Reply
    • JH

      Well, you might have had little tomboys. I think parents who fall into the gender stereotypes and insist girls be pretty little princesses are part of the problem…but that’s a whole ‘nother issue for a parenting blog. 🙂

      I suspect Barbie’s message is, “Be unattainably perfect.”

      Reply
  2. Avatar

    Dumb move. They don’t look really scary to me. If boys can handle play with GI Joe and Frankenstein monsters, why can’t girls handle tougher looking figures?

    Reply
    • JH

      Good question, Alex. And they really weren’t scary at all. They were cute, with a little edge to them.

      In their world, humans are the monsters…they did some interesting things with racism in the movies.

      Reply
  3. Avatar

    I hadn’t heard of Monster High or the dolls. Enough with the Princesses! Too bad they aren’t brave enough to do something a little different.

    Reply
    • JH

      They were pretty awesome, Mary. I wish they’d been around when I was a kid! I would have loved Draculaura and her little pet bat.

      I’m so tired of the princess thing.

      Reply
  4. Avatar

    My niece posted something on FB about being yourself. I thought it was pretty insightful from someone 16 yo. I agree with you. We should not only cherish our differences we should show them off. 😉

    Anna from elements of emaginette

    Reply
    • JH

      Exactly! It’s a great message for young girls (and boys–I assume there are boys who love Monster High too).

      Reply
  5. Avatar

    As a kid, I was told to be very conformist, but at the age of 9-10, I would have LOVED the original dolls.

    Yes, the originals. The freaky ones. The ones that made me feel less like the freak other kids said I was.

    These new designs are neither one nor the other, neither freaky nor ‘Barbie’. Just… sad, in a strange way. But this wouldn’t be the first time my tastes deviated wildly from that of the general public ;P.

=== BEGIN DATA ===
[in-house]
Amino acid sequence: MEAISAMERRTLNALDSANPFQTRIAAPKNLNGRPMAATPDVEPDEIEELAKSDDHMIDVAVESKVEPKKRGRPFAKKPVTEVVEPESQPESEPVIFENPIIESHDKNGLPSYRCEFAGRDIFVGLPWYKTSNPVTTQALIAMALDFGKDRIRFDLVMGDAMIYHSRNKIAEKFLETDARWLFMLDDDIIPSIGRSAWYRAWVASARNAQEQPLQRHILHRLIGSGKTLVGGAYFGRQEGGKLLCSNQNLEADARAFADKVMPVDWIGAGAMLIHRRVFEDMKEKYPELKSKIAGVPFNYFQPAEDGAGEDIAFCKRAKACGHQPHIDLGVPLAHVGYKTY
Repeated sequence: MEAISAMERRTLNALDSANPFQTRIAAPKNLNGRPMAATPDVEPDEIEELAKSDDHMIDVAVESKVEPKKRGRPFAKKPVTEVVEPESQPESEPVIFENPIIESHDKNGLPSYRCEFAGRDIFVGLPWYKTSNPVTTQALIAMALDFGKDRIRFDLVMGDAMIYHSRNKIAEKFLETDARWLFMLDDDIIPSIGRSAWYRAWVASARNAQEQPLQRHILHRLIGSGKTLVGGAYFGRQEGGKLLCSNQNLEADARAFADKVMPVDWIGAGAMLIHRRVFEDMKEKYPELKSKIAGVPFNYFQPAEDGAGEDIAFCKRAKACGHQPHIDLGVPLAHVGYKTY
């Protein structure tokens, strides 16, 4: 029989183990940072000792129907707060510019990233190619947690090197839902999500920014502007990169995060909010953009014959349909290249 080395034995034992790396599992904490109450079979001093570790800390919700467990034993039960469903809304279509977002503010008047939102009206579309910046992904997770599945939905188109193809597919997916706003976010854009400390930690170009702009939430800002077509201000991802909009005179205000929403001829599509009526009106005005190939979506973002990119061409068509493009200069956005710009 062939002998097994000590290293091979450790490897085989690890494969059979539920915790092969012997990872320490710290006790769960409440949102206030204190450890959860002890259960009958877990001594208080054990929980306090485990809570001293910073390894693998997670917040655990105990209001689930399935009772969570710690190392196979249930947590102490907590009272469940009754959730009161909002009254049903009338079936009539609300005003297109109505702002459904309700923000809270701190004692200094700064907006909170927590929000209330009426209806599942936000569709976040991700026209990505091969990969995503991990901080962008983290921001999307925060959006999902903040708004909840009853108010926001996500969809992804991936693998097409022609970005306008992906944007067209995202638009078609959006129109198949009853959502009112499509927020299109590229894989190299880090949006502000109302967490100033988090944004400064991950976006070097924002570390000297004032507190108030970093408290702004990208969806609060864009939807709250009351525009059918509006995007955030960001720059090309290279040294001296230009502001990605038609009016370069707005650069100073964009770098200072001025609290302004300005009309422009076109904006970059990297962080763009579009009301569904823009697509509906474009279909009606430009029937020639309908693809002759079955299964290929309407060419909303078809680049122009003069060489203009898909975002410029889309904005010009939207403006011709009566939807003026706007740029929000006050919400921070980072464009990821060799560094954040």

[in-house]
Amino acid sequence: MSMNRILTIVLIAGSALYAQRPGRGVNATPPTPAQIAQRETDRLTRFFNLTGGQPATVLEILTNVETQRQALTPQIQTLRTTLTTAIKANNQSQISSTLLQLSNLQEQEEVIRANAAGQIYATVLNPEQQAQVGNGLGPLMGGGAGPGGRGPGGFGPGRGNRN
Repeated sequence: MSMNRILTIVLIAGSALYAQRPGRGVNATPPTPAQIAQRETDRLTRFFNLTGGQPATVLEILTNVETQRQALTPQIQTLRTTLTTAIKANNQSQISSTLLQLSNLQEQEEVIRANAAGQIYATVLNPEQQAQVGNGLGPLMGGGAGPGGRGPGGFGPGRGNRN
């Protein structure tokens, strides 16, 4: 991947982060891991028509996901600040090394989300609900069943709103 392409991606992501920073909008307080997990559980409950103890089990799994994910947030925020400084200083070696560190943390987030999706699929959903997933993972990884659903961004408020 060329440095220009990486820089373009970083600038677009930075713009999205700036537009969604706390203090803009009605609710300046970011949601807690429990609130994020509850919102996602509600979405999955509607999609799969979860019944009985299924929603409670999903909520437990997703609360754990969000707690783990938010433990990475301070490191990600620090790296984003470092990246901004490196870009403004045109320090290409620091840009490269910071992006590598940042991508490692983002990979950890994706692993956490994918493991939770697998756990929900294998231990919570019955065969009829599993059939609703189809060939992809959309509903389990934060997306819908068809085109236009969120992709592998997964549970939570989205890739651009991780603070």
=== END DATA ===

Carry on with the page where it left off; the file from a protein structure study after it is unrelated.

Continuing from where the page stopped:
Reply
    • JH

      The thing is, the general public loved the original dolls. They’re the third best-selling doll in the world for Mattel. Nothing to sniff at.

      I’m sorry anyone called you a freak. Kids can be so cruel.

      Reply
  6. Avatar

    I started buying these dolls for my daughters several years ago, back when they looked “scary”. They were very cool, but very delicate. We lost Frankie’s hand somewhere in the house, but that was okay because her hand comes off in the cartoons anyway. Whatever. My girls outgrew them before they turned into princesses and that’s fine with me. They were great looking dolls, but quite pricey.

    Reply
    • JH

      I didn’t know there was a difference in price between Monster High and Mattel’s other dolls–are they more expensive than Barbies?

      But yeah, Frankie’s hand is meant to come off. 🙂 Adds to her charm.

      Reply
      • Avatar

        Yes, Monster High Dolls were several dollars more than a standard barbie. You could buy a simple boxed Barbie for $5-$7, but an original 1st Wave Monster High Ghoul or “Manster” could cost as much as $15-$25. I think It’s a real shame that they took away the very thing that made them so unique. Even my 5 and 10 year old nieces don;t like the new look. They said “They aren’t special anymore.” And they are so right. Out of the mouths of babes…

        Reply
        • JH